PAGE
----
But, admittedly, for most visitors to museums in India, especially parents with children to engage and inspire, they can be difficult and unsatisfying places.

Too many objects, too much factual, tangential, even irrelevant, information, too few stories!

The stories that everybody wants. The stories behind, about and around collections that bring them to life. That make you actually see, connect and go oh-kay that’s pretty cool. That make the switch go on. That make you smile, maybe shake your head in wonder. That make you go back to museums, again and again.

Even in the best cases, these stories are usually available only when trained, engaging guides walk you through museum spaces and collections. (Whilst they are getting better, it is no secret that museums in India are nowhere near as responsive to audience interpretation needs as they should be.) Having worked in a museum for the last few years and led innumerable museum tours and workshops, I am exceedingly conscious of how necessary this interpretive avenue continues to be in Indian museums. At the same time, I am also aware of how impossible it is to offer every visitor a guided and personalised museum experience.

So, parents, in an effort to spread my love of museums, I thought it might be useful to offer a few cues to help you explore museums with your children.

Museum Highlights

I’d almost always suggest a highlights tour where you and your family are able to spend time with a few objects, rather than no time with all. Don’t worry about knowing which particular objects are collection highlights – let your kids pick the objects they are drawn to and would like to see more closely. In any gallery, ask them to point out one object that strikes them at a time. Let them set the pace, move from one object or showcase to the next whenever they are ready. You could carry a notebook and together record your experience – new things you’ve seen, new ideas, stories you made, what you liked best etc.

At the museum I work at, it’s almost always a towering sculpture, a pot inspired by a bird or a gruesome weapon in the central gallery that first catches a young visitor’s eye.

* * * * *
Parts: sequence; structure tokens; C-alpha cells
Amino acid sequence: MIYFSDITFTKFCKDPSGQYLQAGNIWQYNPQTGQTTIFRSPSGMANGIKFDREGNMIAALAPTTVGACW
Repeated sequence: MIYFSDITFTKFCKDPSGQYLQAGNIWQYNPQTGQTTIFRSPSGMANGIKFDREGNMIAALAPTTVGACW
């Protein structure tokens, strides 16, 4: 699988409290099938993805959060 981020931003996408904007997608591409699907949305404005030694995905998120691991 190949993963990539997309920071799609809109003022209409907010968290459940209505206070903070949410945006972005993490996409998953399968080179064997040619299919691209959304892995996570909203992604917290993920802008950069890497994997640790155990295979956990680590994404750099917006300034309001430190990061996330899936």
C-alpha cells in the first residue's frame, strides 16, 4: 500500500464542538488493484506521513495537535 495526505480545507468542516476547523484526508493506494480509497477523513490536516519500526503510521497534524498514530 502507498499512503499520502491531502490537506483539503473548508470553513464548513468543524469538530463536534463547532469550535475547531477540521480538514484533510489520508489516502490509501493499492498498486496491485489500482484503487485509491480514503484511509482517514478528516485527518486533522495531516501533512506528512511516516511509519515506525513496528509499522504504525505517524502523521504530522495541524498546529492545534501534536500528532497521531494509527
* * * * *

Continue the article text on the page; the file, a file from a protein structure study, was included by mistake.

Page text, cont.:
When you’re standing in front of the highlight, really look at it, together.

What kind of object are we looking at? Painting / sculpture / art installation / craft / artefact / model / object of use.

If you’re standing in front of a painting, begin simply by describing it together. Is it colourful / dark / abstract / old / large / mini?

How does the painting make you feel? Confused / happy / uneasy / scared / sad.

What do you like / not like about it? What is happening in the painting? Are there people in it? What are they doing? Imagine if this were a movie you were watching or a video game you were playing – what would you hear? What would happen next? Jump in to the painting and become a participant in its plot!

Pick any one character from the frame that finds / strikes you and together imagine his or her story. Get as creative as you like!

Do you notice anything strange or special about the painting? Is there a signature / is it incomplete / does it have an unusual shape / is it displayed in a different way? What do you think it means?

Spend as much or as little time using these prompts and move on to the next highlight whenever you’re all ready to do so.

If it’s an object this time:

What attracted you to this object or showcase? What do you like about what you see? Is it old / beautiful / colourful / detailed / scary / strange / shiny / smooth / interesting / bright. No answer is wrong but encourage explanations – what is beautiful / interesting about this object?

What material is it made of? Imagine holding it in your hand – how would it feel?

Is it man-made or found in nature? Do you recognise what it is? Is it still in use today? If you can’t recognise it use your imagination! Take turns guessing.

What story could it tell? What could it have been used for and by whom? An adult? A child? Try and build that person’s life together – name, age, how they lived and what they did.

How has it been displayed in the museum? Are there similar objects next to it? Together what could they be telling you?

Why is it in the museum? Can you decide together?

Look at the object again – does it have any special or strange features? Is there an inscription? Does its label give you more information?

If you’ve picked a sculpture for your next highlight:

Do you recognise the sculpture? Describe what you see in turn. Is it old / broken / human / religious?

If the sculpture could talk, what could it tell you? Use your imagination again and strike up a conversation! Maybe you’d learn about its life before it came in to the museum? Where was it earlier and how did it get to the museum?

Is there anything special or strange that you notice? Are there similar sculptures nearby?

Why is it in the museum?

Clearly, I could go on like this! I’ll end here with a few lessons I’ve learned over the last years.

To make a museum visit engaging, stimulating and inspiring all it takes is encouraging critical and creative thinking. Therefore, there are actually no wrong answers and each thought can be used as a stepping stone to thinking more deeply, more imaginatively. The difference between a museum and anywhere else, at home with a book or the internet for instance, is the object in front of you. Spend time really looking at it. You’ll be amazed at what a few extra minutes in front of an object can help you see. Finally, make the leap from what your eyes see to what you can imagine – to stories you and your kids can create. Perhaps you’d like to record these and share them with family and friends?

If you do try these prompts, I’d appreciate any feedback. And  of course comments on this post are welcome as always.


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